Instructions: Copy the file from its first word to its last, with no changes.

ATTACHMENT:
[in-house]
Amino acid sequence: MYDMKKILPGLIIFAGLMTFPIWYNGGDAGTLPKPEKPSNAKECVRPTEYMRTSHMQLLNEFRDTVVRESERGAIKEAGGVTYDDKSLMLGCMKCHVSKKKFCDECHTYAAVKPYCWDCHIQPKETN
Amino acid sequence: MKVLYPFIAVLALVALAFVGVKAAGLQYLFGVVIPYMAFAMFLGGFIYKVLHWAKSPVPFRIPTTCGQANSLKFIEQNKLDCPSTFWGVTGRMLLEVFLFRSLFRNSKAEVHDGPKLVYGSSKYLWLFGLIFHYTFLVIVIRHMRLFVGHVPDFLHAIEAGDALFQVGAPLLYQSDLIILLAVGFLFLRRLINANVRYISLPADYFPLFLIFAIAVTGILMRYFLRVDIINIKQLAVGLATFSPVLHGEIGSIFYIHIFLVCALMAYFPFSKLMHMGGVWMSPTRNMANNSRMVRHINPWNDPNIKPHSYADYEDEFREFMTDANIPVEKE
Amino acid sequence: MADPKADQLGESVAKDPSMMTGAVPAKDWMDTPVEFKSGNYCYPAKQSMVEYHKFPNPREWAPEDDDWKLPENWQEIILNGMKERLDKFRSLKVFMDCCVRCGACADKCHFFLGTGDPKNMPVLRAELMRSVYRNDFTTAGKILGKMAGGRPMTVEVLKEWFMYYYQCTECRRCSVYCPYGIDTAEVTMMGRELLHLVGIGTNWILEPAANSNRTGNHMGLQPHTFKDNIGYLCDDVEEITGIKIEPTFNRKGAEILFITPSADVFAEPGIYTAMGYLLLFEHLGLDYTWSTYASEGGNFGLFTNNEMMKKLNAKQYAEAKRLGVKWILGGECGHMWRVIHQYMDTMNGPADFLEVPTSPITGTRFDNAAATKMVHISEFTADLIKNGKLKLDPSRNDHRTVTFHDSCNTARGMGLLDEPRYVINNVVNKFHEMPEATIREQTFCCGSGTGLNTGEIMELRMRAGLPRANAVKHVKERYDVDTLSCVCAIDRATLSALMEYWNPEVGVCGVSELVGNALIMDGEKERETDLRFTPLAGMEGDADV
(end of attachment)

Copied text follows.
[in-house]
Amino acid sequence: MYDMKKILPGLIIFAGLMTFPIWYNGGDAGTLPKPEKPSNAKECVRPTEYMRTSHMQLLNEFRDTVVRESERGAIKEAGGVTYDDKSLMLGCMKCHVSKKKFCDECHTYAAVKPYCWDCHIQPKETN
Amino acid sequence: MKVLYPFIAVLALVALAFVGVKAAGLQYLFGVVIPYMAFAMFLGGFIYKVLHWAKSPVPFRIPTTCGQANSLKFIEQNKLDCPSTFWGVTGRMLLEVFLFRSLFRNSKAEVHDGPKLVYGSSKYLWLFGLIFHYTFLVIVIRHMRLFVGHVPDFLHAIEAGDALFQVGAPLLYQSDLIILLAVGFLFLRRLINANVRYISLPADYFPLFLIFAIAVTGILMRYFLRVDIINIKQLAVGLATFSPVLHGEIGSIFYIHIFLVCALMAYFPFSKLMHMGGVWMSPTRNMANNSRMVRHINPWNDPNIKPHSYADYEDEFREFMTDANIPVEKE
Amino acid sequence: MADPKADQLGESVAKDPSMMTGAVPAKDWMDTPVEFKSGNYCYPAKQSMVEYHKFPNPREWAPEDDDWKLPENWQEIILNGMKERLDKFRSLKVFMDCCVRCGACADKCHFFLGTGDPKNMPVLRAELMRSVYRNDFTTAGKILGKMAGGRPMTVEVLKEWFMYYYQCTECRRCSVYCPYGIDTAEVTMMGRELLHLVGIGTNWILEPAANSNRTGNHMGLQPHTFKDNIGYLCDDVEEITGIKIEPTFNRKGAEILFITPSADVFAEPGIYTAMGYLLLFEHLGLDYTWSTYASEGGNFGLFTNNEMMKKLNAKQYAEAKRLGVKWILGGECGHMWRVIHQYMDTMNGPADFLEVPTSPITGTRFDNAAATKMVHISEFTADLIKNGKLKLDPSRNDHRTVTFHDSCNTARGMGLLDEPRYVINNVVNKFHEMPEATIREQTFCCGSGTGLNTGEIMELRMRAGLPRANAVKHVKERYDVDTLSCVCAIDRATLSALMEYWNPEVGVCGVSELVGNALIMDGEKERETDLRFTPLAGMEGDADV